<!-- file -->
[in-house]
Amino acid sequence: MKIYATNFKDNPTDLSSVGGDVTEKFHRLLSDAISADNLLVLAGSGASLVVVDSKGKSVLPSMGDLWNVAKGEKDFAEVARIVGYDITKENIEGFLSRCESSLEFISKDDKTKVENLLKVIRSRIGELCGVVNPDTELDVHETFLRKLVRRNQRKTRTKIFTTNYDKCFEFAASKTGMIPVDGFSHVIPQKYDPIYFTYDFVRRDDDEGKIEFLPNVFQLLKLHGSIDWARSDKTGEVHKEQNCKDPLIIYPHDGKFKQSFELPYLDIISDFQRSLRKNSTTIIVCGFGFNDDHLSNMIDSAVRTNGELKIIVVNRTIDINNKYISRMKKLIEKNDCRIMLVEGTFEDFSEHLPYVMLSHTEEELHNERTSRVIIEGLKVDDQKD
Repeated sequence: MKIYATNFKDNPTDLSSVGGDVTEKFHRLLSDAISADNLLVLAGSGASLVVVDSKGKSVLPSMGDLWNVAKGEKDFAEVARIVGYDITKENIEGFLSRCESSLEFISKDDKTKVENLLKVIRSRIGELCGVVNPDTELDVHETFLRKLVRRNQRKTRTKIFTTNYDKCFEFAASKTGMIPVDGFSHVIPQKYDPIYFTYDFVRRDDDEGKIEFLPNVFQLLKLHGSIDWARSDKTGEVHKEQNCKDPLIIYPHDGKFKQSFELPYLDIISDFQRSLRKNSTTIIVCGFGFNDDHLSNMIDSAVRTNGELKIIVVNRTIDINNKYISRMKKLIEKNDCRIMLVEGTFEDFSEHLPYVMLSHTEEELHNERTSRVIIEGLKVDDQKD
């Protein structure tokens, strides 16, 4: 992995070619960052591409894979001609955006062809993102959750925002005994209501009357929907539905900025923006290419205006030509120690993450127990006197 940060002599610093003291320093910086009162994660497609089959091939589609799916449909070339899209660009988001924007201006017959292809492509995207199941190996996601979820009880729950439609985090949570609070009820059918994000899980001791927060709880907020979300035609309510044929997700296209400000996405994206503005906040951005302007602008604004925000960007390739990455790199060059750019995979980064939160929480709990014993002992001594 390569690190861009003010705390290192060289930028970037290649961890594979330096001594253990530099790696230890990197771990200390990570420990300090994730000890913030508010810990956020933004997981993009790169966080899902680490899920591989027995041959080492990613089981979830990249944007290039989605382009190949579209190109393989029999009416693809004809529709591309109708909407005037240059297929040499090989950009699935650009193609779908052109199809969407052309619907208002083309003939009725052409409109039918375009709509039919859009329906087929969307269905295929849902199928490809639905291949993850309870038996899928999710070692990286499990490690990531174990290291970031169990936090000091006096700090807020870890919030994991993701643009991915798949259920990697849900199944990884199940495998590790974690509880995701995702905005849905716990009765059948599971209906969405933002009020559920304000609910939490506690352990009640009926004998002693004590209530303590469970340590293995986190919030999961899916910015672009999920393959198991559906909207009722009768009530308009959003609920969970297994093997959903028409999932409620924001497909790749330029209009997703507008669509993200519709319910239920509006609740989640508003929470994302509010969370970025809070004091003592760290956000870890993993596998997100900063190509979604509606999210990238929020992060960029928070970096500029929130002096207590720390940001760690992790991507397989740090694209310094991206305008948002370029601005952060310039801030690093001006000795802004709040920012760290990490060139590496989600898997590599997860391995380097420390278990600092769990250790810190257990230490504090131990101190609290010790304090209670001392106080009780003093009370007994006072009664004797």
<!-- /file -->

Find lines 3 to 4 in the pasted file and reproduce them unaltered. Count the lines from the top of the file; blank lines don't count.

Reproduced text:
Repeated sequence: MKIYATNFKDNPTDLSSVGGDVTEKFHRLLSDAISADNLLVLAGSGASLVVVDSKGKSVLPSMGDLWNVAKGEKDFAEVARIVGYDITKENIEGFLSRCESSLEFISKDDKTKVENLLKVIRSRIGELCGVVNPDTELDVHETFLRKLVRRNQRKTRTKIFTTNYDKCFEFAASKTGMIPVDGFSHVIPQKYDPIYFTYDFVRRDDDEGKIEFLPNVFQLLKLHGSIDWARSDKTGEVHKEQNCKDPLIIYPHDGKFKQSFELPYLDIISDFQRSLRKNSTTIIVCGFGFNDDHLSNMIDSAVRTNGELKIIVVNRTIDINNKYISRMKKLIEKNDCRIMLVEGTFEDFSEHLPYVMLSHTEEELHNERTSRVIIEGLKVDDQKD
């Protein structure tokens, strides 16, 4: 992995070619960052591409894979001609955006062809993102959750925002005994209501009357929907539905900025923006290419205006030509120690993450127990006197 940060002599610093003291320093910086009162994660497609089959091939589609799916449909070339899209660009988001924007201006017959292809492509995207199941190996996601979820009880729950439609985090949570609070009820059918994000899980001791927060709880907020979300035609309510044929997700296209400000996405994206503005906040951005302007602008604004925000960007390739990455790199060059750019995979980064939160929480709990014993002992001594 390569690190861009003010705390290192060289930028970037290649961890594979330096001594253990530099790696230890990197771990200390990570420990300090994730000890913030508010810990956020933004997981993009790169966080899902680490899920591989027995041959080492990613089981979830990249944007290039989605382009190949579209190109393989029999009416693809004809529709591309109708909407005037240059297929040499090989950009699935650009193609779908052109199809969407052309619907208002083309003939009725052409409109039918375009709509039919859009329906087929969307269905295929849902199928490809639905291949993850309870038996899928999710070692990286499990490690990531174990290291970031169990936090000091006096700090807020870890919030994991993701643009991915798949259920990697849900199944990884199940495998590790974690509880995701995702905005849905716990009765059948599971209906969405933002009020559920304000609910939490506690352990009640009926004998002693004590209530303590469970340590293995986190919030999961899916910015672009999920393959198991559906909207009722009768009530308009959003609920969970297994093997959903028409999932409620924001497909790749330029209009997703507008669509993200519709319910239920509006609740989640508003929470994302509010969370970025809070004091003592760290956000870890993993596998997100900063190509979604509606999210990238929020992060960029928070970096500029929130002096207590720390940001760690992790991507397989740090694209310094991206305008948002370029601005952060310039801030690093001006000795802004709040920012760290990490060139590496989600898997590599997860391995380097420390278990600092769990250790810190257990230490504090131990101190609290010790304090209670001392106080009780003093009370007994006072009664004797």